ListConvolve

ListConvolve[ker,list]

forms the convolution of the kernel ker with list.

ListConvolve[ker,list,k]

forms the cyclic convolution in which the k^(th) element of ker is aligned with each element in list.

ListConvolve[ker,list,{kL,kR}]

forms the cyclic convolution whose first element contains list[[1]]ker[[kL]] and whose last element contains list[[-1]]ker[[kR]].

ListConvolve[ker,list,klist,p]

forms the convolution in which list is padded at each end with repetitions of the element p.

ListConvolve[ker,list,klist,{p1,p2,}]

forms the convolution in which list is padded at each end with cyclic repetitions of the pi.

ListConvolve[ker,list,klist,padding,g,h]

forms a generalized convolution in which g is used in place of Times and h in place of Plus.

ListConvolve[ker,list,klist,padding,g,h,lev]

forms a convolution using elements at level lev in ker and list.

Details

  • With kernel Kr and list as, ListConvolve[ker,list] computes , where the limits of the sum are such that the kernel never overhangs either end of the list.
  • ListConvolve[ker,list] gives a result of length Length[list]-Length[ker]+1.
  • ListConvolve[ker,list] allows no overhangs and is equivalent to ListConvolve[ker,list,{-1,1}].
  • ListConvolve[ker,list,k] is equivalent to ListConvolve[ker,list,{k,k}].
  • The values of kL and kR in ListConvolve[ker,list,{kL,kR}] determine the amount of overhang to allow at each end of list.
  • Common settings for {kL,kR} are:
  • {-1,1}no overhangs (default)
    {-1,-1}maximal overhang at the righthand end
    {1,1}maximal overhang at the lefthand end
    {1,-1}maximal overhangs at both beginning and end
  • With maximal overhang at one end only, the result from ListConvolve is the same length as list.
  • ListConvolve[ker,list,{kL,kR},padlist] effectively lays down repeated copies of padlist, then superimposes one copy of list on them and forms a convolution of the result.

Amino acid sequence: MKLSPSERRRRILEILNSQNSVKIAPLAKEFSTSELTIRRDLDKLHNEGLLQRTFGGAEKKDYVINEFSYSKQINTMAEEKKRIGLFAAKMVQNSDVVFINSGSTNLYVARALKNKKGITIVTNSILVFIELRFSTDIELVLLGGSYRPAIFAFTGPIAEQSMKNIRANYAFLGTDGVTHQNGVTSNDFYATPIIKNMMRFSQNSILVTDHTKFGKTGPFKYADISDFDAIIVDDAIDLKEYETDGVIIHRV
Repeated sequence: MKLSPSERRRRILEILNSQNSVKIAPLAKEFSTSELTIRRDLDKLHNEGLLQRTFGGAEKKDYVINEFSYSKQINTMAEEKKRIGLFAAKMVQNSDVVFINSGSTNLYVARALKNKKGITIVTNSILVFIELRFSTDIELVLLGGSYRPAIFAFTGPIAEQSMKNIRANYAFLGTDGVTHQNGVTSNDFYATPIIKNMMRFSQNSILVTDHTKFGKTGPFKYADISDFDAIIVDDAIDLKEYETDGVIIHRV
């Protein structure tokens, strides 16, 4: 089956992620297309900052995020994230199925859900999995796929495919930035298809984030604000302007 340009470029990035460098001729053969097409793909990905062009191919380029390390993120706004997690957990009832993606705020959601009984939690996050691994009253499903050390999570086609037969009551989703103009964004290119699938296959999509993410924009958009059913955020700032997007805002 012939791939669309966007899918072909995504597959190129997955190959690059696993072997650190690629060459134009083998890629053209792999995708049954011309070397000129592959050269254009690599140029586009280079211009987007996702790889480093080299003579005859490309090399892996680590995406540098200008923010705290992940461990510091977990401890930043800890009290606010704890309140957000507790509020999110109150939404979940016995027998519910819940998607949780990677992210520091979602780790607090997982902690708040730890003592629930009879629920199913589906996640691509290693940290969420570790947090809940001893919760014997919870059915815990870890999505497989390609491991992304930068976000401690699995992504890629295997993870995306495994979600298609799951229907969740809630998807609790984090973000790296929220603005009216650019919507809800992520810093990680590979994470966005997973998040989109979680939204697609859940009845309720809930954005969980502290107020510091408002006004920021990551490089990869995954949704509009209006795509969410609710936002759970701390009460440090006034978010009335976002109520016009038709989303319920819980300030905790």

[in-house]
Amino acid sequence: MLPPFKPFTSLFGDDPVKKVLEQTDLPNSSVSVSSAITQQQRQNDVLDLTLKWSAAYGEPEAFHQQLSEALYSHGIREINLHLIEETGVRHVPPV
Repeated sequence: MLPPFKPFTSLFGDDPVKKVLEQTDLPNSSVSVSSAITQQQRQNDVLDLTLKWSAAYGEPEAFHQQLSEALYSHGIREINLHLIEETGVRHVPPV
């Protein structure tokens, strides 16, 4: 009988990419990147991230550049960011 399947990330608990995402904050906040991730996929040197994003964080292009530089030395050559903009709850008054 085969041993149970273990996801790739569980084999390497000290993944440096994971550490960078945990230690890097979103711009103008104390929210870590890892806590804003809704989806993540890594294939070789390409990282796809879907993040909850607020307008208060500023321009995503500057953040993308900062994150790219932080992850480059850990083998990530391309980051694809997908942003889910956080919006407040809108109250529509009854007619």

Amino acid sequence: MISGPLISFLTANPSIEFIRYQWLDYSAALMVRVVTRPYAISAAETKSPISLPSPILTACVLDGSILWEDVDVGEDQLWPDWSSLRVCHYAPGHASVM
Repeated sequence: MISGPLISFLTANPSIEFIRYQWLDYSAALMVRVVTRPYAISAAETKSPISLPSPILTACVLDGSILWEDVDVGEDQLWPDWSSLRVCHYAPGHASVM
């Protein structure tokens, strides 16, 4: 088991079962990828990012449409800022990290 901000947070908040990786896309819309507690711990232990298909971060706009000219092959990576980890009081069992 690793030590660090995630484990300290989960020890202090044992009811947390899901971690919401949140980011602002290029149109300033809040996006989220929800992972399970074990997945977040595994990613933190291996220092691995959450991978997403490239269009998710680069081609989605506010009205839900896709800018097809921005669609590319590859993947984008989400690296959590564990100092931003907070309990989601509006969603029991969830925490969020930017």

• Common settings for padlist are:
  • ppad with repetitions of a single element
    {p1,p2,}pad with cyclic repetitions of a sequence of elements
    listpad by treating list as cyclic (default)
    {}do no padding
  • ListConvolve works with multidimensional kernels and lists of data.
  • ListConvolve[ker,list,{{kL 1,kL 2,},{kR 1,kR 2,}}] forms the cyclic convolution whose {1,1,} element contains ker[[kL 1,kL 2,]]list[[1,1,]], and whose {-1,-1,} element contains ker[[kR 1,kR 2,]]list[[-1,-1,]].
  • {kL,kR} is taken to be equivalent to {{kL,kL,},{kR,kR,}}.
  • When a function h is specified to use in place of Plus, explicit nested h expressions are generated with a depth equal to the depth of ker.
  • ListConvolve works with exact numbers and symbolic data as well as approximate numbers.

Examples

open allclose all

Basic Examples  (4)

Convolve a kernel {x,y} with a list of data:

Make a cyclic convolution the same length as the original data:

Align element 2 in the kernel with successive elements in the data:

Pad with zzz instead of using the data cyclically:

Two-dimensional convolution:

Scope  (9)

Overhangs and Alignments  (4)

"Slide" the kernel along the data, allowing no overhangs:

Maximal overhang at the beginning; none at the end:

Maximal overhang at the end; none at the beginning:

Maximal overhangs at both beginning and end:

Align element 1 of the kernel with the first element of the data:

Align element 2 of the kernel with the first element of the data:

Align element 3 of the kernel with the first element of the data:

Align the last element of the kernel with the first element of the data:

Align the first element of the kernel with both the first and last elements of the data:

Align element 2 of the kernel with the first element of the data:

Align element 2 of the kernel with the last element of the data:

Data Padding  (2)

Use padding aa:

Cyclically use a list of padding elements:

Higher Dimensions  (3)

Allow no overhangs:

Align with the {1,1} elements of the kernel and data:

The result has the same dimensions as the input data:

Give a different overhang in each dimension:

Generalizations & Extensions  (4)

ListConvolve works with sparse arrays:

Use f in place of Times:

Use g in place of Plus:

Use f and g in place of Times and Plus, with empty data padding:

ListConvolve works with TimeSeries:

Applications  (9)

Find a moving average:

Or use the MovingAverage function:

Smooth noisy data:

Find the autocorrelation of a list:

Apply a simple image processing filter:

Multiply polynomials by convolving coefficient lists:

Multiply numbers by convolving digit lists:

Pascal's triangle:

Additive cellular automaton in base 5:

Fast multiplication of highdegree polynomials:

Use ListConvolve with maximal overhangs and zero padding:

Properties & Relations  (7)

Cyclic convolution is equivalent to multiplication in the discrete Fourier transform domain:

Convolve with a single element:

A kernel of the same length as the data, with no overhangs, is like a reversed dot product:

Successive differences:

Align with successive elements:

Varying alignments:

Varying alignments, with padding:

Possible Issues  (1)

By default, the output is not the same length as the input:

Use overhangs to make the output the same length as the input:

Use overhangs to do the same in 2D:

Introduced in 1999
 (4.0)